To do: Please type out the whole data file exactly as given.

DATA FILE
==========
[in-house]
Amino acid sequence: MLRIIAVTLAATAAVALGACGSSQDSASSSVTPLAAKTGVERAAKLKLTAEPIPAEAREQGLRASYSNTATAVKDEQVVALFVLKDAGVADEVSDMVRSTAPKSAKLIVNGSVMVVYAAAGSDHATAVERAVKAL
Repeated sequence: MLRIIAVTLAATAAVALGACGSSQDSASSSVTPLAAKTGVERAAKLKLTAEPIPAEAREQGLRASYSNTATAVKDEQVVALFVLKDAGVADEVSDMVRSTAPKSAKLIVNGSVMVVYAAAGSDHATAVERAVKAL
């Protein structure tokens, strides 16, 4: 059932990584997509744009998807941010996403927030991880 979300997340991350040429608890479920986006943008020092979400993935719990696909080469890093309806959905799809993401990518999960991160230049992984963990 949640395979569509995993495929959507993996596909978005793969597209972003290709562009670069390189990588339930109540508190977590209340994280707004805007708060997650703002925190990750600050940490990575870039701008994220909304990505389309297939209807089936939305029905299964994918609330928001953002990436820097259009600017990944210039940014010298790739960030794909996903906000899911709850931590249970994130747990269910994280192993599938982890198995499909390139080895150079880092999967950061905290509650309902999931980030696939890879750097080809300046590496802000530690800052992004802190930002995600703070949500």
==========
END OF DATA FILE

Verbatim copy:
[in-house]
Amino acid sequence: MLRIIAVTLAATAAVALGACGSSQDSASSSVTPLAAKTGVERAAKLKLTAEPIPAEAREQGLRASYSNTATAVKDEQVVALFVLKDAGVADEVSDMVRSTAPKSAKLIVNGSVMVVYAAAGSDHATAVERAVKAL
Repeated sequence: MLRIIAVTLAATAAVALGACGSSQDSASSSVTPLAAKTGVERAAKLKLTAEPIPAEAREQGLRASYSNTATAVKDEQVVALFVLKDAGVADEVSDMVRSTAPKSAKLIVNGSVMVVYAAAGSDHATAVERAVKAL
């Protein structure tokens, strides 16, 4: 059932990584997509744009998807941010996403927030991880 979300997340991350040429608890479920986006943008020092979400993935719990696909080469890093309806959905799809993401990518999960991160230049992984963990 949640395979569509995993495929959507993996596909978005793969597209972003290709562009670069390189990588339930109540508190977590209340994280707004805007708060997650703002925190990750600050940490990575870039701008994220909304990505389309297939209807089936939305029905299964994918609330928001953002990436820097259009600017990944210039940014010298790739960030794909996903906000899911709850931590249970994130747990269910994280192993599938982890198995499909390139080895150079880092999967950061905290509650309902999931980030696939890879750097080809300046590496802000530690800052992004802190930002995600703070949500």